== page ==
Review: Ten One Pogo Stylus (2013)
The stylus world has changed a lot since Ten One Design released the original Pogo back in 2009, roughly a year before the iPad was announced. Fuzzy-tipped, hollow-bodied metal tubes were all the rage back then for iPhones, but began to give way to rubber-domed and subsequently Bluetooth-based alternatives as Ten One and other developers started to optimize their styli for tablets. So it's no surprise that the latest version of Pogo Stylus ($20) applies lessons from the last several years to improve upon its entry-level predecessor. It's $5 more expensive than before, but certainly better-built and nicer-looking, resembling a thinner version of Pogo Connect at 1/4 the price.
Like both Pogo Connect and the company’s 2011 model Pogo Sketch Pro, Pogo consists of silver aluminum with a matte black plastic head and rubber dome tip. Measuring roughly 4.9” long, it’s around a quarter of an inch shorter than Pogo Connect — and most traditional pens — while falling 0.6” shy of the paintbrush-like Pogo Sketch Pro. Pogo’s length is comfortable, and unlike the others includes a black metal shirt clip that you can easily remove if you don’t need that functionality. From our perspective, it’s a better and more practical replacement for the iPhone 3G/3GS-fitting plastic clip included with the original Pogo. The only thing that detracted a little from its appearance was a tiny bit of roughly-applied glue right at the intersection of the metal body and black plastic.
While there’s nothing particularly special about the way this version of Pogo writes on an iPad’s screen, it feels more substantial than the original model, and is as comfortable to hold in your hand as anything lacking a rubberized top grip. The tip’s pretty nice, too. Unlike Pogo Sketch Pro, there aren’t any holes or other oddities in the tip’s rubber, and the dome design makes writing feel closer to a pen than the prior eraser-like design. Borrowing a feature from Pogo Connect, the new Pogo has a magnetically attached, replaceable tip so that you needn’t toss the entire stylus away if the rubber wears down. Sets of two extra tips are sold for $8.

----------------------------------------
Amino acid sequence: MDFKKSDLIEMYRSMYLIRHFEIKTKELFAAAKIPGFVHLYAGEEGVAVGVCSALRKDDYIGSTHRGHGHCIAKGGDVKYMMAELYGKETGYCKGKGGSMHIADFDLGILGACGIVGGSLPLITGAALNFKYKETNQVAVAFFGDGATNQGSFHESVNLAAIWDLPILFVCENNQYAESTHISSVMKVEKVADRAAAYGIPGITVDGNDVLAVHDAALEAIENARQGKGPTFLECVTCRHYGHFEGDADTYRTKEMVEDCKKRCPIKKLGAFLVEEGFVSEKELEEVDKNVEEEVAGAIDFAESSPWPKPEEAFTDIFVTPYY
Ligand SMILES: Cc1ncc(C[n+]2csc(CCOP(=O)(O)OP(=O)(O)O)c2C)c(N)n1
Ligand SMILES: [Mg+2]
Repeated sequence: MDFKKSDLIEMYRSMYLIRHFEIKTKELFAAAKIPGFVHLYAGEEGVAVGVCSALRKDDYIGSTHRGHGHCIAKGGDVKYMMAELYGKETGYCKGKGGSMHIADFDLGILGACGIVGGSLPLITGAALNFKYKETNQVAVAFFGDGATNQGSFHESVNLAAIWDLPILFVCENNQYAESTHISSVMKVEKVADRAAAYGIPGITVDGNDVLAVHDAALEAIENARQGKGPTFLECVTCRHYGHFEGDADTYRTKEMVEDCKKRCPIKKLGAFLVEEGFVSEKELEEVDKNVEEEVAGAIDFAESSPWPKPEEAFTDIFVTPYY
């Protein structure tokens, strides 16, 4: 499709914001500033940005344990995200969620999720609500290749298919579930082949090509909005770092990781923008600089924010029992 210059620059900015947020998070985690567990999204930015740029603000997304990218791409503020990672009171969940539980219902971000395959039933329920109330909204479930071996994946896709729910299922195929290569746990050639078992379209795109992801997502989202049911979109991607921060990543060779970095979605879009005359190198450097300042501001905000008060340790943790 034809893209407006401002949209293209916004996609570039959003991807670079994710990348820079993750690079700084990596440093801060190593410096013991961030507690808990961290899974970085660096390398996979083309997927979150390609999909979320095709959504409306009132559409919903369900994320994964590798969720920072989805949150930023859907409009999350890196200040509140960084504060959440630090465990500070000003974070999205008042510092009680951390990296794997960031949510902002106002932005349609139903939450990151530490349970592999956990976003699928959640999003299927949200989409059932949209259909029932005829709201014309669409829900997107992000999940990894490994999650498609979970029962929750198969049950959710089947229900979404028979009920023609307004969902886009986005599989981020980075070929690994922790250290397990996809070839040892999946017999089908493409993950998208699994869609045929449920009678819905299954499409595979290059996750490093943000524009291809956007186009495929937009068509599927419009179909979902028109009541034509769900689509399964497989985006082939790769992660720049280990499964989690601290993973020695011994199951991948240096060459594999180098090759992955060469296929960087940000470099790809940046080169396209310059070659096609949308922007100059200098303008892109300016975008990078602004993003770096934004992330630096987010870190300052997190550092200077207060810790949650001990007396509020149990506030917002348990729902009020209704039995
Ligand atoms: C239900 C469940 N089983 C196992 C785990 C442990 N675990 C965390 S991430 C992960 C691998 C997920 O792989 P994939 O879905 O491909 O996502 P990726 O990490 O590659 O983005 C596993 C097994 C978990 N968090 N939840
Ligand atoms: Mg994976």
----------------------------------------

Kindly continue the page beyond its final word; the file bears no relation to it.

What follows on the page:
As solid as Pogo is for $20, it needs to be said that Ten One and others have recently made considerable strides in developing finer-point stylus tips with pressure sensitivity and palm rejection features — enabled by both Bluetooth hardware and new software. These features aren’t found in Pogo. So if you’re expecting major improvements in your writing over common styluses, don’t get your hopes up here: this is a basic stylus with atypically nice quality.
Overall, the new version of Pogo isn’t groundbreaking, but it is a very good entry-level stylus — reasonably comfortable, fine for typical writing, and attractively designed. Few $15-$20 styluses have Pogo’s build quality, looks, or thoughtful removable components. Given the price, it merits our B+ rating and strong general recommendation.